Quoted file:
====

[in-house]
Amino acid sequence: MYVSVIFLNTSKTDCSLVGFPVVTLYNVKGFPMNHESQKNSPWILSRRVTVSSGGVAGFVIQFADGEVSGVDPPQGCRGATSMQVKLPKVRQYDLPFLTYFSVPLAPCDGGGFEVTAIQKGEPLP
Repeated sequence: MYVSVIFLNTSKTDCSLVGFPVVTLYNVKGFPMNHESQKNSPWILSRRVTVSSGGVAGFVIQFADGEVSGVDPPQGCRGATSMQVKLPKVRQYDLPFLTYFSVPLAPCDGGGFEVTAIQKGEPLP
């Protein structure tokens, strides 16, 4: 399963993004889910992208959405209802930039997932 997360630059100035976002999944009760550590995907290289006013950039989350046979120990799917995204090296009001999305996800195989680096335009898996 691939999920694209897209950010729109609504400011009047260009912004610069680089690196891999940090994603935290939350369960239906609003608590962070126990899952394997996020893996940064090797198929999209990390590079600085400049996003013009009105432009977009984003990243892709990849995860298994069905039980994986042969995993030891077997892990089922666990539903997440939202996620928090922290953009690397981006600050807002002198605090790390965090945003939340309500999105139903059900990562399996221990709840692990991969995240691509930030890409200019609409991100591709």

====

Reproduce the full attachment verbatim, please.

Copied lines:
[in-house]
Amino acid sequence: MYVSVIFLNTSKTDCSLVGFPVVTLYNVKGFPMNHESQKNSPWILSRRVTVSSGGVAGFVIQFADGEVSGVDPPQGCRGATSMQVKLPKVRQYDLPFLTYFSVPLAPCDGGGFEVTAIQKGEPLP
Repeated sequence: MYVSVIFLNTSKTDCSLVGFPVVTLYNVKGFPMNHESQKNSPWILSRRVTVSSGGVAGFVIQFADGEVSGVDPPQGCRGATSMQVKLPKVRQYDLPFLTYFSVPLAPCDGGGFEVTAIQKGEPLP
């Protein structure tokens, strides 16, 4: 399963993004889910992208959405209802930039997932 997360630059100035976002999944009760550590995907290289006013950039989350046979120990799917995204090296009001999305996800195989680096335009898996 691939999920694209897209950010729109609504400011009047260009912004610069680089690196891999940090994603935290939350369960239906609003608590962070126990899952394997996020893996940064090797198929999209990390590079600085400049996003013009009105432009977009984003990243892709990849995860298994069905039980994986042969995993030891077997892990089922666990539903997440939202996620928090922290953009690397981006600050807002002198605090790390965090945003939340309500999105139903059900990562399996221990709840692990991969995240691509930030890409200019609409991100591709």